The Torch

Trump and the Syria Airstrikes, Explained

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President Donald Trump tweeted on April 14 about the Syrian airstrikes.

President Donald Trump tweeted on April 14 about the Syrian airstrikes.

SCREENSHOT COURTESY/TWITTER

SCREENSHOT COURTESY/TWITTER

President Donald Trump tweeted on April 14 about the Syrian airstrikes.

Shabib Afzal, Staff Writer

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On April 14, President Trump tweeted about how a “perfectly executed strike” occurred the night before in Syria. This strike was done in response to a chemical attack that Syrian President Bashar al-Assad committed against his citizens earlier.

Done in collaboration with the United Kingdom and France, the 105 missiles fired targeted three facilities responsible for building chemical weapons.

In Parliament, Theresa May stated that ISIS “does not have a presence in Douma [one of the cities attacked],” but that this has occurred because it is “our national interest to do so.”

Whatever legitimate political reasons there are for this attack, it can only be more harmful than beneficial in the long run.

One concern for this strike is the economic cost. Sixty-six Tomahawk cruise missiles were launched by the United States.

These missiles alone cost $92.4 million. The United States has built a reputation for spending more than any other country on our military.

Sometimes there are justifications for this kind of spending, but this seems fiscally irresponsible considering the potential consequences.

More important than the economic costs are the political ones. I cannot see the outcome of this being more beneficial than harmful.

Assad can only become more infuriated at our actions as a result of these bombings. It also does not help that Syria and Russia are allies. An event such as this only strengthens the tension between the United States and Russia. This escalation will most likely result in more funding for the Syrian government by Russia, leading to even more involvement in the war in Syria.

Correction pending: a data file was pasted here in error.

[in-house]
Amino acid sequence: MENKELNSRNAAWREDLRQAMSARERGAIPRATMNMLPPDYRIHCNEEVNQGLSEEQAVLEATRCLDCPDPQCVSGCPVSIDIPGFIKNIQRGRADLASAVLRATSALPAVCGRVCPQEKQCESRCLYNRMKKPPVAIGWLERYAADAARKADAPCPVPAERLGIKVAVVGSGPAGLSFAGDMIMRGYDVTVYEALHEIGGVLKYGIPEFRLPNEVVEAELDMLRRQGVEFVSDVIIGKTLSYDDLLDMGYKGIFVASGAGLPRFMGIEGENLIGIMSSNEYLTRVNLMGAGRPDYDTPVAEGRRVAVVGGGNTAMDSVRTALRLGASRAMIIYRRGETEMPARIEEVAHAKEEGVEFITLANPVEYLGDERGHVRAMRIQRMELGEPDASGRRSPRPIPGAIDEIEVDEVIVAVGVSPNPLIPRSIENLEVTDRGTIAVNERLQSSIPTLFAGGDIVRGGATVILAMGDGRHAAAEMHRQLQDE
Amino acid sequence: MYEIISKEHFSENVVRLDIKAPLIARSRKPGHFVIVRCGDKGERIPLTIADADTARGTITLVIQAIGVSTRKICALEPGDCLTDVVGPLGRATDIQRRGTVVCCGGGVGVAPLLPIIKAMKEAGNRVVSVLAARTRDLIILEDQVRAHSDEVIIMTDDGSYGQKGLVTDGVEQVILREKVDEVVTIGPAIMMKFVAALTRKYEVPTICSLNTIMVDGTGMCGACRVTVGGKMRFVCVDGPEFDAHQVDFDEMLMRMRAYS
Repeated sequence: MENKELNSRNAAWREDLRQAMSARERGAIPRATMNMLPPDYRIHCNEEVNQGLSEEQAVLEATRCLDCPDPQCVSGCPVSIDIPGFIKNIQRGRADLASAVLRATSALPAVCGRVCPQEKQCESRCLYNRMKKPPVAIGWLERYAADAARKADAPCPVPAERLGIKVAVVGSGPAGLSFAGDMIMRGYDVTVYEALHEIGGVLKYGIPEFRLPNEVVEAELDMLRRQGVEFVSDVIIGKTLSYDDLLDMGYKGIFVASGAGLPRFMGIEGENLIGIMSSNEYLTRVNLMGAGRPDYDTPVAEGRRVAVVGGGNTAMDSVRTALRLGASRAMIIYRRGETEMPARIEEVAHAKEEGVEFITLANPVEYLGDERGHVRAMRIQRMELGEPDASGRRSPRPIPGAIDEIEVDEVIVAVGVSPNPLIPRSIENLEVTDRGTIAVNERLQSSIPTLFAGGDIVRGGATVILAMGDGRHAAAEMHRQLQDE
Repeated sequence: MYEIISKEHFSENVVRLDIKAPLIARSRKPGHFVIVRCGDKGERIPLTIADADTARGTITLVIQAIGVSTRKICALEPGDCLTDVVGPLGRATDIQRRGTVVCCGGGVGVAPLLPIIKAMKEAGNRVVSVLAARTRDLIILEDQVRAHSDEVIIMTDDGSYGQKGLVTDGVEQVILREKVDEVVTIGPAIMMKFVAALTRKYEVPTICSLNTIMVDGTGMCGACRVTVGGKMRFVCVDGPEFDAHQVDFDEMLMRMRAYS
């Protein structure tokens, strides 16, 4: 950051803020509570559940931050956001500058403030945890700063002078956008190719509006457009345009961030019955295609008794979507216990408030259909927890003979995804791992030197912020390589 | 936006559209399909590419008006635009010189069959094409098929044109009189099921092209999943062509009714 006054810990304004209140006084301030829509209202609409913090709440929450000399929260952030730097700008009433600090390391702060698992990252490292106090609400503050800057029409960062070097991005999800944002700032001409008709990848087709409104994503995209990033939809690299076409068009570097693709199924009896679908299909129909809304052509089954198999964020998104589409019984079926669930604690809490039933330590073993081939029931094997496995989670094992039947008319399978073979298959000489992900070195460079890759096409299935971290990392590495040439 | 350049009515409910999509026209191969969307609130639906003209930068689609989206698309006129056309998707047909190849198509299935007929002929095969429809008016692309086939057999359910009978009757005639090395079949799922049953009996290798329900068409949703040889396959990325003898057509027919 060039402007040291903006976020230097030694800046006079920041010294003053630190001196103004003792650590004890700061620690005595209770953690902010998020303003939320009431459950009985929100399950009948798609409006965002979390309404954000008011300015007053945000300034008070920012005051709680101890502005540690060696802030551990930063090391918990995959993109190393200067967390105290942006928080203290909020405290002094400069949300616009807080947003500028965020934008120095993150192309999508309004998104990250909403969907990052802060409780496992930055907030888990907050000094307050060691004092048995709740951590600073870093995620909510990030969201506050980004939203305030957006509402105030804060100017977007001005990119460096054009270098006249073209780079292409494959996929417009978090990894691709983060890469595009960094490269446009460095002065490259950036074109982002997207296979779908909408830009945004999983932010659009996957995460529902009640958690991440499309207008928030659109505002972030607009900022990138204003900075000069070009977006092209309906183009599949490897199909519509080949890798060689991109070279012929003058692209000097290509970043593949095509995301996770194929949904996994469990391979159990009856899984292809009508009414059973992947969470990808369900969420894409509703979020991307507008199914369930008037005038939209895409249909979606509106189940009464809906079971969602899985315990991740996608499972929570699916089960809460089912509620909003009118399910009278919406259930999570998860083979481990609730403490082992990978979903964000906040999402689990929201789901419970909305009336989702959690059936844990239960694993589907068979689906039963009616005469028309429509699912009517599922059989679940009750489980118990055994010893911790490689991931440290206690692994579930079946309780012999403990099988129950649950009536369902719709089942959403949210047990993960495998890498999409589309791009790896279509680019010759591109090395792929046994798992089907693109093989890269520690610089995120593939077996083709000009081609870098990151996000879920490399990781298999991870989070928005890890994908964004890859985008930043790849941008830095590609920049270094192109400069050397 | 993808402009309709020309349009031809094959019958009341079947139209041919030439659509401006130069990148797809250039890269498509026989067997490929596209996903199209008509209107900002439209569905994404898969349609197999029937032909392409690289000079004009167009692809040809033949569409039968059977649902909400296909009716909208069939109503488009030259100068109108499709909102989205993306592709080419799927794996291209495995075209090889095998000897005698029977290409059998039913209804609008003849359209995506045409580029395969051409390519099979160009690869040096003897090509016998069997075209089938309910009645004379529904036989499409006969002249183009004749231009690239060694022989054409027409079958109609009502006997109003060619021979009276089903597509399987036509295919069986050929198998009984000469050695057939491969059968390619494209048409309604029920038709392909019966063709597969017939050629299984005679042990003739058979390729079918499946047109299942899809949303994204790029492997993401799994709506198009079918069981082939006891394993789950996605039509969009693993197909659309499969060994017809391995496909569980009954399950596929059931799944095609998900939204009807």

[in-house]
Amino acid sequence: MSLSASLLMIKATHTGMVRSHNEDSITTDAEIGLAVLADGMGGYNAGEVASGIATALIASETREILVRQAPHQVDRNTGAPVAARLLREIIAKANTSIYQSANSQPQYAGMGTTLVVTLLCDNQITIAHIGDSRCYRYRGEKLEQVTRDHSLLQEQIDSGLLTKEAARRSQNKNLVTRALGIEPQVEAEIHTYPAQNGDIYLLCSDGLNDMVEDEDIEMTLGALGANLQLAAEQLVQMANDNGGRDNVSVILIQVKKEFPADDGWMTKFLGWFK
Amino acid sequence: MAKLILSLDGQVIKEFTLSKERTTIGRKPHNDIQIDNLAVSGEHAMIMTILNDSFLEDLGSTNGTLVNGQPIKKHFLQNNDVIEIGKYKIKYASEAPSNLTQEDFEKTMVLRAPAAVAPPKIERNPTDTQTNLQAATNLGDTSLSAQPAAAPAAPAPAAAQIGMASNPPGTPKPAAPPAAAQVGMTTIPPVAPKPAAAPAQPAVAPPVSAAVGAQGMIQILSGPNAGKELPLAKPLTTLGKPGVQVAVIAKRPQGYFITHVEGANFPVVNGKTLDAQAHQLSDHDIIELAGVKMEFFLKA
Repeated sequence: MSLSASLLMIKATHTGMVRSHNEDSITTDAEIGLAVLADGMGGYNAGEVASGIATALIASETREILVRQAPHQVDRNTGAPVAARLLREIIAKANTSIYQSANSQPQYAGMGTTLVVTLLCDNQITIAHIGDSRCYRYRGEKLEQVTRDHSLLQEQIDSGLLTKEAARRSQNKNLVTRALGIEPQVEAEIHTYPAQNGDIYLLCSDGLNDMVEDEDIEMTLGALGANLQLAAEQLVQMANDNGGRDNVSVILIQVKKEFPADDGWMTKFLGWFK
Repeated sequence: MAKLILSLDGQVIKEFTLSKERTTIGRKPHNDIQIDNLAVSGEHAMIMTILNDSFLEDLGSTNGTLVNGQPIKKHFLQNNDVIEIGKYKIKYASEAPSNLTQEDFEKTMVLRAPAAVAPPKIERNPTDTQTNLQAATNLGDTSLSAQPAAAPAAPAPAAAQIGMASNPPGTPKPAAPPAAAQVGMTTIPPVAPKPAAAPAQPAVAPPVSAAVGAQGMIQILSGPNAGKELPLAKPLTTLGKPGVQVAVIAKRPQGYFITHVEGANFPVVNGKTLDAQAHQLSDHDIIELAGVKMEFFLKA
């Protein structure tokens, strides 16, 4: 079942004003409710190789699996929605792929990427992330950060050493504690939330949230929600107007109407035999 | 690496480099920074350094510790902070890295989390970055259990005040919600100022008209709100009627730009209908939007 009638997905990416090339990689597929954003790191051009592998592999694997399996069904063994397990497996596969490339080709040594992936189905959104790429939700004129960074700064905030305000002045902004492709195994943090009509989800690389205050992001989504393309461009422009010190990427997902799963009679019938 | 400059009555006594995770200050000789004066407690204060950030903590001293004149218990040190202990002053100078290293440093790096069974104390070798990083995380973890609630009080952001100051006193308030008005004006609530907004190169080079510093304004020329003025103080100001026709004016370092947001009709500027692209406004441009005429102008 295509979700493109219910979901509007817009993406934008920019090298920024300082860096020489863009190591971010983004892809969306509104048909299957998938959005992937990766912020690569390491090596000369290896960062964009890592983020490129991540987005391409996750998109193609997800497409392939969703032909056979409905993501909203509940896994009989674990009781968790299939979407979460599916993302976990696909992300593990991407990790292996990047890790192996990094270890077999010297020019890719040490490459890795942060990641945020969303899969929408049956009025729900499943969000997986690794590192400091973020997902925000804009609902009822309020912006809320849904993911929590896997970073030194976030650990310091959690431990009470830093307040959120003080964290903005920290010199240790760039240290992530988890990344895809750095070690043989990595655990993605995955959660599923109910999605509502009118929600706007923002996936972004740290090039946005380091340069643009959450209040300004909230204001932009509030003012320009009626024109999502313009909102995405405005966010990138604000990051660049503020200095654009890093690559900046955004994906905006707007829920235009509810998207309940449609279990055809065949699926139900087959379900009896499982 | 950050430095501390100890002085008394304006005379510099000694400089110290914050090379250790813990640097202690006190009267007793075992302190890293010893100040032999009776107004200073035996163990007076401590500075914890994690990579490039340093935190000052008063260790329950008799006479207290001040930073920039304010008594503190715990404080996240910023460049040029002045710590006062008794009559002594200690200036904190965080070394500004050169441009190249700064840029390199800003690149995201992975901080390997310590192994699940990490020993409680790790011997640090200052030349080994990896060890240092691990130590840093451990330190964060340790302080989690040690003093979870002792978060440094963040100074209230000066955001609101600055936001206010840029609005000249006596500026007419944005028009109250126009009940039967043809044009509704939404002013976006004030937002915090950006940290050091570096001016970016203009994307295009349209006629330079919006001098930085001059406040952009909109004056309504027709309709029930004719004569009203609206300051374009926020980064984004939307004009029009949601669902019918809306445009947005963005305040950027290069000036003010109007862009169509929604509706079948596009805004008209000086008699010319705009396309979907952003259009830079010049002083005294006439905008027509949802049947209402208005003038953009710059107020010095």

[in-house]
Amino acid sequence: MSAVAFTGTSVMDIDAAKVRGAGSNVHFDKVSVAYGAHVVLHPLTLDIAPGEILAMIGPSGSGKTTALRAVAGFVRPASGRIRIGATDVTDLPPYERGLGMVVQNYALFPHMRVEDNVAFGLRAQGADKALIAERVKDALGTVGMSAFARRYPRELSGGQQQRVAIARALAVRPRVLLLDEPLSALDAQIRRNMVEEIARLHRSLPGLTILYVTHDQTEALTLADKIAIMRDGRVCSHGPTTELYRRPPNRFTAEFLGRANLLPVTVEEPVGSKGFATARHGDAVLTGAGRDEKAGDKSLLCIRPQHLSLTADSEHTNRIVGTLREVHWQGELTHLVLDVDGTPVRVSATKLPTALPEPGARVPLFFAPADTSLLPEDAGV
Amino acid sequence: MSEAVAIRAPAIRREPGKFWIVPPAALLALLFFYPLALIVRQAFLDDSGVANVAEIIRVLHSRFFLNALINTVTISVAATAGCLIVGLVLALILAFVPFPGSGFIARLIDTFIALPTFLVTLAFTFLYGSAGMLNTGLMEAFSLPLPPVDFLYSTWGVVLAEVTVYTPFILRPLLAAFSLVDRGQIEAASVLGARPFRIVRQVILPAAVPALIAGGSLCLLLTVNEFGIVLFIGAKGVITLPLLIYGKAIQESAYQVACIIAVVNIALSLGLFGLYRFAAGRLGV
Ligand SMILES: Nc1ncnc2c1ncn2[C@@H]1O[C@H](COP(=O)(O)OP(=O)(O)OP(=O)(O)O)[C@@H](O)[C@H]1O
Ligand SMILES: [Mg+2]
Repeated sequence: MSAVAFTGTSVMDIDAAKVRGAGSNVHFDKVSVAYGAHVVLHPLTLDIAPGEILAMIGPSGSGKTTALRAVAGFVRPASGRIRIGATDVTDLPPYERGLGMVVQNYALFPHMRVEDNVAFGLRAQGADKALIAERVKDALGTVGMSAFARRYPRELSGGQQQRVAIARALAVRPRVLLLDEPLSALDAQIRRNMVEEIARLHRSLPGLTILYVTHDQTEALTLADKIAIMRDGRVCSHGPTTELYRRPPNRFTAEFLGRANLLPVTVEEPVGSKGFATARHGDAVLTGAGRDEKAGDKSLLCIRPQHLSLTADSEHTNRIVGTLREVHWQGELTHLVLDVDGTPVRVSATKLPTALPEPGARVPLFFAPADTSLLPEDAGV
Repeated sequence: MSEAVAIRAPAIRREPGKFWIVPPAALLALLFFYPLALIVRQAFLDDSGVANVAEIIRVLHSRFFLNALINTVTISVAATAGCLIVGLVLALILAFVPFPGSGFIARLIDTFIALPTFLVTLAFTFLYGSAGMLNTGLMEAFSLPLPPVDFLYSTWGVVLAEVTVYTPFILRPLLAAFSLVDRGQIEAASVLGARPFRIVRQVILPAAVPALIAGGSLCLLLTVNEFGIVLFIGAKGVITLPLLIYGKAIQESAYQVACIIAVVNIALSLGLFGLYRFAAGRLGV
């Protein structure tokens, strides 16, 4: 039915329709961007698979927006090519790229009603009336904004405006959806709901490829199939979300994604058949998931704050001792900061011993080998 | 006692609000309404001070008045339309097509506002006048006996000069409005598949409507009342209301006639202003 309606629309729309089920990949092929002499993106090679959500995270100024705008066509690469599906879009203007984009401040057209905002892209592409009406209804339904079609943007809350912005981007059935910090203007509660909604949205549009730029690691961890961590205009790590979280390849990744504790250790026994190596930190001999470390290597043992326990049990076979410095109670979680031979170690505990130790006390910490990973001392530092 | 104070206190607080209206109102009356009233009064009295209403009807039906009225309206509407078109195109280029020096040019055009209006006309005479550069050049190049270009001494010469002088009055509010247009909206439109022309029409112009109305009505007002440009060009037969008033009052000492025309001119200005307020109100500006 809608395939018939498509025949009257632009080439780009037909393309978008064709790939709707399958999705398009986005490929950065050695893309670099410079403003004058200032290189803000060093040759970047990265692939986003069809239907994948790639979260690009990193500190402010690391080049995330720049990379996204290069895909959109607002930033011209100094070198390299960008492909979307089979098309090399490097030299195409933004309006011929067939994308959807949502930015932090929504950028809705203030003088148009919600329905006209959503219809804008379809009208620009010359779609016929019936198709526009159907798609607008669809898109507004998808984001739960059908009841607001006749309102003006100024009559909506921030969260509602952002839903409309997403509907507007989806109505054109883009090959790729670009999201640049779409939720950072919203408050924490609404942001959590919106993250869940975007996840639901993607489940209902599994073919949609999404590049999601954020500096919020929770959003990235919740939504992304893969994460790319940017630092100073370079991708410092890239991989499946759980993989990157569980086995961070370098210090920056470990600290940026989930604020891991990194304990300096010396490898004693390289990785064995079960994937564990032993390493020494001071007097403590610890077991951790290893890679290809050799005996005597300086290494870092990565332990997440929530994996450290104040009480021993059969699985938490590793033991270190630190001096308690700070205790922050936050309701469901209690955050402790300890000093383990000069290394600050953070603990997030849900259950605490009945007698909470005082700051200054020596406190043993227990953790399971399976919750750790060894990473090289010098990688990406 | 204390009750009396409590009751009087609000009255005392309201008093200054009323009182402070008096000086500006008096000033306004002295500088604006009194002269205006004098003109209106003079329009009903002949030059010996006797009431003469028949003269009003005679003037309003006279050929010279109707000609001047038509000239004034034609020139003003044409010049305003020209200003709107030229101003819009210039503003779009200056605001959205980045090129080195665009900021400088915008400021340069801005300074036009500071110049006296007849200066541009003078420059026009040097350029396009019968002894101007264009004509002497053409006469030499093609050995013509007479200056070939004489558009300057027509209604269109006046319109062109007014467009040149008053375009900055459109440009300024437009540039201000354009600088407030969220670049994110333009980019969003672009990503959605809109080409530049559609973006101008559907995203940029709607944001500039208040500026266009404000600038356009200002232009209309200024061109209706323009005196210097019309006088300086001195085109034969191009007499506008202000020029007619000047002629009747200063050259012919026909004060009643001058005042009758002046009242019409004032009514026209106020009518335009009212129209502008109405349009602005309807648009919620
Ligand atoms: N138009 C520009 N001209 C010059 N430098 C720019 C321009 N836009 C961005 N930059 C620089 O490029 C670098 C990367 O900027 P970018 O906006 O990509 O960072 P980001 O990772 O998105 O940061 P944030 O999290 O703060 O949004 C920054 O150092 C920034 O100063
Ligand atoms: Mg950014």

And what exactly are we still fighting in Syria for? It’s almost as if we have not learned anything from our past interventions; that intervening in conflicts in such a manner only makes them worse. Yes, there are legitimate reasons to intervene concerning human rights and the brutality of the Assad regime, but who deals with the consequences of both Assad’s disregard for human rights as well as our intervention? The civilians of Syria, who are entangled in a civil war that has practically destroyed their country. Seventy people were killed in the most recent chemical attack which we bombed Syria for. We will face certain political consequences, but nothing like what the civilians of Syria have dealt with and will continue to deal with.

I wouldn’t necessarily disagree with intervention on the basis of protecting human rights. The way in which we have gone about it is what I would disagree with. Our retaliation towards the Syrian government will lead to more of the same. The time where intervention may have been justified in this conflict is long gone.

It is wrong to claim “mission accomplished,” like our president has when the goal isn’t clear to all Americans. We cannot expect ourselves or our allies to fix this, especially in the way we have gone about doing so.

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Trump and the Syria Airstrikes, Explained